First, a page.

These startup accelerators give startup founders the possibility to easily share experiences, challenges and findings with other startup founders operating in the same industry. Here’s when the community becomes incredibly relevant and useful to learn from others.
What if your startup doesn’t fit in any vertical-specific accelerators? Look at the type of startups the accelerator has funded. Is there a focus on B2B or B2C companies? Which focus seems to be more successful?
Understand Your Needs and Target Accordingly!
3. Program Structure
Each accelerator program has a different focus. Some will give basic workshops on marketing, product and sales for example. Some will have weekly meetings among founders or events with external clients. The aim is to create real and immediate value for startup founders.
Depending on the accelerator program, one can actually enjoy external visitors’ workshop. These are extremely useful when tackling specific topics. The accelerator I attended gave particular relevance to customer interviews. As a result, they invited Rob Fitzpatrick, author of “The Mom Test“, to tell us more about his findings.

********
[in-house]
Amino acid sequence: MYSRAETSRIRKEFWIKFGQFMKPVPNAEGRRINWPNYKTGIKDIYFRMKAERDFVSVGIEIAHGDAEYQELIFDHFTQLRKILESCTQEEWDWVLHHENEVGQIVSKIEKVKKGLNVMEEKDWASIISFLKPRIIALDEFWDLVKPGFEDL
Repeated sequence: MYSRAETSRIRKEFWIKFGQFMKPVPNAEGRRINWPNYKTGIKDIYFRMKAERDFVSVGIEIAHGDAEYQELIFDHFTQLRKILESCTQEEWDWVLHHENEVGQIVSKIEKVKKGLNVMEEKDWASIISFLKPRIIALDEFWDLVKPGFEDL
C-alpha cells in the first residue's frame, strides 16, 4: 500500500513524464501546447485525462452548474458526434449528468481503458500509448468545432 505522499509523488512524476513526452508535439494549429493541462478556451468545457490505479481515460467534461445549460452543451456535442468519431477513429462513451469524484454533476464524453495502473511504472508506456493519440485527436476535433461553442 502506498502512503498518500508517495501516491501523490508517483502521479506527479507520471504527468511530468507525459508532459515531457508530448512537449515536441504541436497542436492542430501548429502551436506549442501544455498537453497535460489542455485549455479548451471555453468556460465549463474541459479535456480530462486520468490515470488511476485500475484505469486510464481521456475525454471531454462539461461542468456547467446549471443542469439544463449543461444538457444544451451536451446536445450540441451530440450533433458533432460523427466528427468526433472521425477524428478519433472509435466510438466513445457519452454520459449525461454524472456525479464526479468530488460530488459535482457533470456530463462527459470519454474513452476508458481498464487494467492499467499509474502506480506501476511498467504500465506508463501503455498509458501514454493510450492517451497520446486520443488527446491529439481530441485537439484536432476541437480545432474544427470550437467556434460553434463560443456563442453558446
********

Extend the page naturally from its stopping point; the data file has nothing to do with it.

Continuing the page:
Although difficult to check beforehand, make sure to critically assess the value of each meeting or workshop. These can become a waste of time, especially when 90 days is all you have to deliver a functioning product. Talking with other founders or alumni will help you out in this sense.
4. Investments & Success Rate
Yes, money. It’s good to have a look at this and understand what the terms of the deal are.
Startup accelerators, usually, work on standard terms with standard clauses. However, it’s a good idea to become familiar with the terminology beforehand. I found particularly useful Venture Deals by Feld and Meldenson to get my head around some topics.
Considering the number of investments made and how many startups are either successful or alive is a good idea. However, don’t be fooled. All that glitters is not gold.
A report by Fundacity analysed the European startup accelerators market. It evaluates how much money these programs invested and how many investments were done in 2014.
Is this a metric for success? No, I would say no.
It is surely something remarkable. Investments help founders build their dreams and create jobs in specific geographical areas. However, more than that, I would recommend to look at the track record of these accelerators. Be careful though. Do not necessarily look for exits, the “survival-rate” should be a good indicator of success.